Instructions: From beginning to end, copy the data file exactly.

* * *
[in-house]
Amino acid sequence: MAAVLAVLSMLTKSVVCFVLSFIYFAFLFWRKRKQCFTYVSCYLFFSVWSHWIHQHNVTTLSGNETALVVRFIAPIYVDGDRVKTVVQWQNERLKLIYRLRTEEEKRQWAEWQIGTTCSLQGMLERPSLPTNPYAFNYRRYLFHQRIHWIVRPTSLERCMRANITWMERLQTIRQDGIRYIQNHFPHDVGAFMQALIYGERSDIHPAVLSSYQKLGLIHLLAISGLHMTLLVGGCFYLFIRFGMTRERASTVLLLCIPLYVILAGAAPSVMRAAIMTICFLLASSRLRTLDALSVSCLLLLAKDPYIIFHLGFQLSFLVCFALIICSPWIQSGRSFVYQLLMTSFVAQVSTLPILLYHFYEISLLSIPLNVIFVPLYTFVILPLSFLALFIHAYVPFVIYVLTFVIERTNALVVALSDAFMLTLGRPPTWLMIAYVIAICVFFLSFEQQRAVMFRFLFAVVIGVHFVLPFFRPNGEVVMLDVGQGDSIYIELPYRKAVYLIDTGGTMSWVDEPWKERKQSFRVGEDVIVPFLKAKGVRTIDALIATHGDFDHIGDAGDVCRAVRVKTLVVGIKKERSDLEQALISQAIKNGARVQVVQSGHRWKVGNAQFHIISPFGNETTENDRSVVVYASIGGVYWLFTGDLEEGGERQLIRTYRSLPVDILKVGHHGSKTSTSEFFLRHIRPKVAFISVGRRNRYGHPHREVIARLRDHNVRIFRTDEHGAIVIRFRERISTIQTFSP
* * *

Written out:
[in-house]
Amino acid sequence: MAAVLAVLSMLTKSVVCFVLSFIYFAFLFWRKRKQCFTYVSCYLFFSVWSHWIHQHNVTTLSGNETALVVRFIAPIYVDGDRVKTVVQWQNERLKLIYRLRTEEEKRQWAEWQIGTTCSLQGMLERPSLPTNPYAFNYRRYLFHQRIHWIVRPTSLERCMRANITWMERLQTIRQDGIRYIQNHFPHDVGAFMQALIYGERSDIHPAVLSSYQKLGLIHLLAISGLHMTLLVGGCFYLFIRFGMTRERASTVLLLCIPLYVILAGAAPSVMRAAIMTICFLLASSRLRTLDALSVSCLLLLAKDPYIIFHLGFQLSFLVCFALIICSPWIQSGRSFVYQLLMTSFVAQVSTLPILLYHFYEISLLSIPLNVIFVPLYTFVILPLSFLALFIHAYVPFVIYVLTFVIERTNALVVALSDAFMLTLGRPPTWLMIAYVIAICVFFLSFEQQRAVMFRFLFAVVIGVHFVLPFFRPNGEVVMLDVGQGDSIYIELPYRKAVYLIDTGGTMSWVDEPWKERKQSFRVGEDVIVPFLKAKGVRTIDALIATHGDFDHIGDAGDVCRAVRVKTLVVGIKKERSDLEQALISQAIKNGARVQVVQSGHRWKVGNAQFHIISPFGNETTENDRSVVVYASIGGVYWLFTGDLEEGGERQLIRTYRSLPVDILKVGHHGSKTSTSEFFLRHIRPKVAFISVGRRNRYGHPHREVIARLRDHNVRIFRTDEHGAIVIRFRERISTIQTFSP